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What interventions are effective in improving uptake and retention of HIV-positive pregnant and breastfeeding women and their infants in prevention of mother to child transmission care programmes in low-income and middle-income countries? A systematic review and meta-analysis
  1. Lisa M Puchalski Ritchie1,2,3,
  2. Monique van Lettow4,5,
  3. Ba Pham6,
  4. Sharon E Straus6,7,
  5. Mina C Hosseinipour8,9,
  6. Nora E Rosenberg8,9,10,
  7. Sam Phiri8,11,12,13,
  8. Megan Landes3,4,14,
  9. Fabian Cataldo4,5
  10. on behalf of the the PURE consortium
  1. 1 Department of Medicine, Division of Emergency Medicine, University of Toronto, Toronto, Ontario, Canada
  2. 2 Knowledge Translation Program, Li Ka Shing Knowledge Institute, St Michael’s Hospital, Toronto, Ontario, Canada
  3. 3 Department of Emergency Medicine, University Health Network, Toronto, Ontario, Canada
  4. 4 Dignitas International, Zomba, Malawi
  5. 5 University of Toronto Dalla Lana School of Public Health, Toronto, Ontario, Canada
  6. 6 Li Ka Shing Knowledge Institute, St Michael’s Hospital, Toronto, Ontario, Canada
  7. 7 Department of Medicine, University of Toronto, Toronto, Ontario, Canada
  8. 8 Division of Infectious Disease, University of North Carolina, Chapel Hill, North Carolina, USA
  9. 9 University of North Carolina Project, Lilongwe, Malawi
  10. 10 Department of Health Behavior, School of Public Health, University of North Carolina, Chapel Hill, North Carolina, USA
  11. 11 Lighthouse Trust, Lilongwe, Malawi
  12. 12 Department of global health, University of washington, seattle, washington, united states
  13. 13 Department of public health, college of medicine, school of public health and family medicine, university of malawi, malawi
  14. 14 Department of Family and Community Medicine, University of Toronto, Toronto, Ontario, Canada
  1. Correspondence to Dr Lisa M Puchalski Ritchie; lisa.puchalskiritchie{at}utoronto.ca

Abstract

Objective This review was conducted to identify interventions effective in improving uptake and retention of HIV-positive mothers and their infants in prevention of mother to child transmission (PMTCT) services in low-income and middle-income countries (LMICs) in order to inform programme planning.

Methods We conducted a systematic review of studies comparing usual care with any intervention to improve uptake and retention of HIV-positive pregnant or breastfeeding women and their children from birth to 2 years of age in PMTCT services in LMICs. Twenty-two electronic databases were searched from inception to 15 January 2018, for randomised, quasi-randomised and non-randomised controlled trials, and interrupted time series studies; reference lists of included articles were searched for relevant articles. Risk of bias was assessed using the Cochrane Effective Practice and Organisation of Care group criteria. Random-effects meta-analysis was conducted for studies reporting similar interventions and outcomes.

Results We identified 29 837 articles, of which 18 studies were included in our review. Because of heterogeneity in interventions and outcome measures, only one meta-analysis of two studies and one outcome was conducted; we found a statistically significant increase in antiretroviral therapy (ART) use during pregnancy for integration of HIV and antenatal care relative to standard non-integrated care (pooled AOR=2.69; 95% CI 1.25 to 5.78, p=0.0113). The remaining studies assessing other patient, provider or health system interventions were synthesised narratively, with small effects seen across intervention categories for both maternal and infant PMTCT outcomes based predominately on evidence with moderate to high risk of bias.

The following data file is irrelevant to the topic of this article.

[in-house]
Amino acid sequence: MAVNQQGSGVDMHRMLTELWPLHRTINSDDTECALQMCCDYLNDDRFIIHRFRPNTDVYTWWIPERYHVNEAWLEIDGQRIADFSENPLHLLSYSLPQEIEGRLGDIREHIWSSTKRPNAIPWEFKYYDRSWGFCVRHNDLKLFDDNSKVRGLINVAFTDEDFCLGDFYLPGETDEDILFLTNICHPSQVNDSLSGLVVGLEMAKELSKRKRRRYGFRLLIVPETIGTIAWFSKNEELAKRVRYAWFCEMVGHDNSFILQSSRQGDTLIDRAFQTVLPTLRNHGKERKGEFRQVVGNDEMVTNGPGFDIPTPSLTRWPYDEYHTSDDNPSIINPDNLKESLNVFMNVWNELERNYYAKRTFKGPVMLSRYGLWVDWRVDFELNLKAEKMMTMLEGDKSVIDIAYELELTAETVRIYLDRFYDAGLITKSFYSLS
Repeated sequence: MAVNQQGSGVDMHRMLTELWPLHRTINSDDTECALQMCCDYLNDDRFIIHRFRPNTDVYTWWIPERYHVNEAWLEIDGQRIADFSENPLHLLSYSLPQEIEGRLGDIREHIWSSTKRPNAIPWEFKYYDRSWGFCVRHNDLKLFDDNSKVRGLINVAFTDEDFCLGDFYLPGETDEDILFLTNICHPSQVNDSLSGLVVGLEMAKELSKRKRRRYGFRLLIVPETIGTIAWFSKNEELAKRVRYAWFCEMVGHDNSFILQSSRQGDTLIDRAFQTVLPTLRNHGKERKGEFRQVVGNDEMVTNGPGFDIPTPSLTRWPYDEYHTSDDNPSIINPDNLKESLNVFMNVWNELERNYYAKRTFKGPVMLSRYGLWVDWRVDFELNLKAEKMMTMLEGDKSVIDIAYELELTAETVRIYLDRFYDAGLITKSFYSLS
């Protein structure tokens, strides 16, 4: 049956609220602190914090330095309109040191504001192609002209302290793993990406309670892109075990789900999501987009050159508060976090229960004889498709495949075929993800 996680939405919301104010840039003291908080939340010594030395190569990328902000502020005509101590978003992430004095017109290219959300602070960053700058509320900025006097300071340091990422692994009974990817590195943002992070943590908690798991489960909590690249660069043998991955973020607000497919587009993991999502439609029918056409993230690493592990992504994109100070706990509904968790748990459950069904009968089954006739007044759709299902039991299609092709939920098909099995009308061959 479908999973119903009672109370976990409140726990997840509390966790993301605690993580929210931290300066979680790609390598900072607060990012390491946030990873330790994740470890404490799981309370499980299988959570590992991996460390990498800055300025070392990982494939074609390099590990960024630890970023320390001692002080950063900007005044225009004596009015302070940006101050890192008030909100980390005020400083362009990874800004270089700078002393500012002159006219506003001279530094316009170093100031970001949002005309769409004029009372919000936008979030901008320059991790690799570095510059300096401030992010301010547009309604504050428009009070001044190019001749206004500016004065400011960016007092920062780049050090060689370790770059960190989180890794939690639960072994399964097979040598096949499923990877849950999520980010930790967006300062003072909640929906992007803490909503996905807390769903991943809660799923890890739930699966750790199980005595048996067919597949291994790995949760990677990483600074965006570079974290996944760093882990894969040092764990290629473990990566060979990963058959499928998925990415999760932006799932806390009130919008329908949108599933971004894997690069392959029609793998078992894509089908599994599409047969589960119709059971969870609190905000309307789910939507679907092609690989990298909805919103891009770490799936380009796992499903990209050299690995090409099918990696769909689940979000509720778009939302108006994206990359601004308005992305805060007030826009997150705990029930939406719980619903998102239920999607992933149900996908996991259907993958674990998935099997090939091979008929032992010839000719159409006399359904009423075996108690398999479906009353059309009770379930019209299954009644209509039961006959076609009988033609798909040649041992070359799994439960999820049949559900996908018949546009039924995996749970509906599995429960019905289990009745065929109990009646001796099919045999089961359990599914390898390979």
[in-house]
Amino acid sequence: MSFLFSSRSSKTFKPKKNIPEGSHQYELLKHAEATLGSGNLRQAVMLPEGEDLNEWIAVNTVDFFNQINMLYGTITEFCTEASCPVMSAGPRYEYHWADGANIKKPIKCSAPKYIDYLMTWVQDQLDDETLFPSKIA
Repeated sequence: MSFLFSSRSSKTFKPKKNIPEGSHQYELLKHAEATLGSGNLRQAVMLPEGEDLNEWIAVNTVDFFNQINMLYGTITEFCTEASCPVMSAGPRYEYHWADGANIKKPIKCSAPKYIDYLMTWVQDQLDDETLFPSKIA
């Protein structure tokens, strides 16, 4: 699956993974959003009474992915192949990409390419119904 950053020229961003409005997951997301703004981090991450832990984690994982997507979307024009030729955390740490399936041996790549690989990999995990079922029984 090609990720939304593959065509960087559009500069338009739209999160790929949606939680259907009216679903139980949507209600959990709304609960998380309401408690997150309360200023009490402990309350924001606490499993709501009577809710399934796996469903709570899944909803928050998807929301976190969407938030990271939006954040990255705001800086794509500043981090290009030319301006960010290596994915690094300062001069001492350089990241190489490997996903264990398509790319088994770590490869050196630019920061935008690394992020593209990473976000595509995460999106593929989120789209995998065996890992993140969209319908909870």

Conclusions Evidence on the effectiveness of interventions to improve uptake and retention of mothers and infants in PMTCT care is lacking. Our findings suggest that integration of HIV and antenatal care may improve ART use during pregnancy. Future studies to replicate promising approaches are needed. Improved reporting of key methodological criteria will facilitate interpretation of findings and improve the utility of evidence to PMTCT programme planners.

PROSPERO registration number CRD42015020829.

  • HIV
  • prevention of mother to child transmission
  • interventions
  • uptake
  • retention

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Footnotes

  • Contributors LMPR and MvL conceived the study. LMPR and SES developed the search strategy. LMPR prepared and registered the protocol. LMPR and MvL completed all stages of article screening, data abstraction and risk of bias appraisal. LMPR prepared the initial evidence tables and manuscript. LMPR conducted the meta-analysis with support from BP. MCH, NER, SP, ML and FC provided content expertise and assisted with preparation of the protocol and manuscript. All authors provided critical revision of the manuscript.

  • Funding LMPR was funded by a KT Canada Strategic Training Initiative in Health Research Fellowship award in 2014. SES is funded by a Tier 1 Canada Research Chair in Knowledge Translation and Quality of Care. NER was funded by the National Institute of Mental Health (Grant K99 MH104154-01A1) and the National Institute of Allergy and Infectious Diseases (P30 AI50410 and R01 AI131060-01).

  • Competing interests None declared.

  • Provenance and peer review Not commissioned; externally peer reviewed.

  • Data sharing statement No additional data available.

  • Patient consent for publication Not required.

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